I totally forgot about Link and Think this weekend. I feel like a heel.
Weekend flew by, as usual. Up early today to see The Wife off on yet another business trip. Starting to grow unhappy with the constraints of this blog format (mainly the need to think up titles for everything), but not sure when I'm going to be able to change it to something more of my liking. Coffee good.
Remember the IT/Ginger hype of just a few short months ago? Today is the big unveiling, on one of those morning shows filled with too chipper plastic people, but since we here at Genehack Light Industries care, here's a link to a NYTimes article with a picture of the mystery device. (Registration required to use that link, and I'd give you my username and password, but I'll be buggered if I can remember what they are at the moment, because I just set the cookie and forget, just like everybody else.) There's a bit more background over at this five-page Time article. US$3k? Uff-dah. All you early adapters run right out and drive that price down, ya hear?
i know a geeky spook
Or maybe he's a spooky geek. But I digress -- Sterling has that effect on me. If you give two hoots about cryptoanarchy, Microsoft, Lessig, information warfare, the National Security Agency, or the national security (and how distinct are those last two, hmm?), you could spend a worse fifteen minutes this morning than reading Viridian Note 00283: Geeks and Spooks. A few choice pull quotes:
The truer and sadder story of crypto was that the spooks and the geeks both beat the hell out of our democratic process, rendering lawyers, consumers, the Congress, the industry, and the Administration totally irrelevant, and leaving crypto as a blasted technical wasteland, in a kind of Afghan-style feud, where every single party was necessarily a crook, or a scofflaw, or a deceiver, or weirdly suspect, and there was no legitimacy, and no common ground, and still, today, no good method to assemble any....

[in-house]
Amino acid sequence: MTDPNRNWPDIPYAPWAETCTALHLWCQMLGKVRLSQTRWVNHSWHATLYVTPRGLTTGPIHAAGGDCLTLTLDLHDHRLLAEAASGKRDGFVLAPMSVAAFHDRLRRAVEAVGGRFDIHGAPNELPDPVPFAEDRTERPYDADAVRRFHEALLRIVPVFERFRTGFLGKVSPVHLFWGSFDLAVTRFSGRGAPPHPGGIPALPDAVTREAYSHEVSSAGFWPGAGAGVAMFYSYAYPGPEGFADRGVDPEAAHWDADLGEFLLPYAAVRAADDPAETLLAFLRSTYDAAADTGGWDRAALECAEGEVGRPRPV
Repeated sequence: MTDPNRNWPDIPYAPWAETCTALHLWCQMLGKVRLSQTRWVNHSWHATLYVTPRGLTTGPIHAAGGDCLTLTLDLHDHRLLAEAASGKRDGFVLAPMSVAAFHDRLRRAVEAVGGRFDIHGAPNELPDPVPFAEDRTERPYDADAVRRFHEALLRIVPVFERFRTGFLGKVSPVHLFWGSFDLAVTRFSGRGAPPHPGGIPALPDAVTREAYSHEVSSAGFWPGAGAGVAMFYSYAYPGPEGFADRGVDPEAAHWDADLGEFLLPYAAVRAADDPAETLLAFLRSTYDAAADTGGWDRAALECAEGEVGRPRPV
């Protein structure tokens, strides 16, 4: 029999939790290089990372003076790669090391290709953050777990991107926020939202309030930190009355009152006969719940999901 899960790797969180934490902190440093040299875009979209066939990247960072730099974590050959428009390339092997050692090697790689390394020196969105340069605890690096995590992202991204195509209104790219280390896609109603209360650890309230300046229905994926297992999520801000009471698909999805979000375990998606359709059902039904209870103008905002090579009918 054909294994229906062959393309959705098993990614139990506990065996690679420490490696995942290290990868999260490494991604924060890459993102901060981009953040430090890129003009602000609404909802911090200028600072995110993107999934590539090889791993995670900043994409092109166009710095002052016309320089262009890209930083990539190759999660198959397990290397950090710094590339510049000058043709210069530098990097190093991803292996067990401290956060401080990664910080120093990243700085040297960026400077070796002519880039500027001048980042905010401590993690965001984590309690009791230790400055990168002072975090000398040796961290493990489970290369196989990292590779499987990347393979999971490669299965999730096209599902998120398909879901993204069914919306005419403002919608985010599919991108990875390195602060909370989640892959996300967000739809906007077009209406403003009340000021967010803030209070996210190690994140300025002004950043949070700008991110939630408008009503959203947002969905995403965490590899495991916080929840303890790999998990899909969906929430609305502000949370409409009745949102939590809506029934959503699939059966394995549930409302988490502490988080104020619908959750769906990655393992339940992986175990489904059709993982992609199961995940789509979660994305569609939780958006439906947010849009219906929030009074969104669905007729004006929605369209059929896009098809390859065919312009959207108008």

It's not that islands don't exist in our Net == Afghanistan is a huge one. But if you're a geek and you airdrop in with your Linux box to set up an outlaw pirate website in the liberated Pashtun tribal lands, it'll be about a week before you're shot. They'll shoot you for your shoelaces, much less your Pentium.
So where are these imaginary earthshaking geek outlaws who laugh in derision at mere government? Well, they do exist, and they're in Redmond. The big time in modern outlaw geekdom is definitely Microsoft. The Justice Department can round up all the Al Qaeda guys they can wiretap, but when they went to round up Redmond, they went home limping and sobbing, and without a job. That is a geek fait accompli, it's a true geek lock-in. In 2001, Microsoft has got its semi-legal code in every box that matters. They make those brown-shoe IBM monopolists of the 1950s look like model public citizens.Hell, read it because Bruce is a damn good writer, and because there are tons of worse ways to start a working week than with a few thousand well chosen words.
whose future are we living in?
If you gave in to my nudging and read Bruce's stuff from the entry above, you might think we're in for some Heavy Weather. You might need to open your ears to some Ribofunk, though, because Japan announced yesterday that they will allow the cloning of human-animal hybrid embryos.
Every now and then, there's this feeling like whoever is driving the Lincoln Town Car of the Now down the asphalt-paved Turnpike of the Future just goosed the gas, punched it just a little bit, and the fabric of reality sort of bulges with the increased pressure, before the Driver eases off the pedal and we all settle back in for the ride. This has been one of those times.
speaking of bioinformatics
How could I pass up a chance to link to an interview with Nat Torkington and Lorrie LeJeune, co-chairs of the best bioinformatics conference I won't be going to this year? I just couldn't.